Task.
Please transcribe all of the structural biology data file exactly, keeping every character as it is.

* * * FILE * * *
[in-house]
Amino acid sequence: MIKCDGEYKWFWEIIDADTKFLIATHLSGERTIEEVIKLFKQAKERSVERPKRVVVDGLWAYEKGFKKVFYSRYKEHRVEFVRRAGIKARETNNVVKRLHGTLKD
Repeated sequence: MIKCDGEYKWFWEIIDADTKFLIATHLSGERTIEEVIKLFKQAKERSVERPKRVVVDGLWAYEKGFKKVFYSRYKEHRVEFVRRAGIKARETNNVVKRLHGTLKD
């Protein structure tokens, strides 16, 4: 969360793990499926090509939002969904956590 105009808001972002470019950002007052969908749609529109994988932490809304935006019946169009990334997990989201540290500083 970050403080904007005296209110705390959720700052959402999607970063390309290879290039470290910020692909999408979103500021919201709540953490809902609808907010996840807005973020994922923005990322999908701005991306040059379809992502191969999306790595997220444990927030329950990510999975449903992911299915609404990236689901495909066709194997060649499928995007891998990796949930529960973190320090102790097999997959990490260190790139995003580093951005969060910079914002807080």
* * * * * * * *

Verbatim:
[in-house]
Amino acid sequence: MIKCDGEYKWFWEIIDADTKFLIATHLSGERTIEEVIKLFKQAKERSVERPKRVVVDGLWAYEKGFKKVFYSRYKEHRVEFVRRAGIKARETNNVVKRLHGTLKD
Repeated sequence: MIKCDGEYKWFWEIIDADTKFLIATHLSGERTIEEVIKLFKQAKERSVERPKRVVVDGLWAYEKGFKKVFYSRYKEHRVEFVRRAGIKARETNNVVKRLHGTLKD
């Protein structure tokens, strides 16, 4: 969360793990499926090509939002969904956590 105009808001972002470019950002007052969908749609529109994988932490809304935006019946169009990334997990989201540290500083 970050403080904007005296209110705390959720700052959402999607970063390309290879290039470290910020692909999408979103500021919201709540953490809902609808907010996840807005973020994922923005990322999908701005991306040059379809992502191969999306790595997220444990927030329950990510999975449903992911299915609404990236689901495909066709194997060649499928995007891998990796949930529960973190320090102790097999997959990490260190790139995003580093951005969060910079914002807080």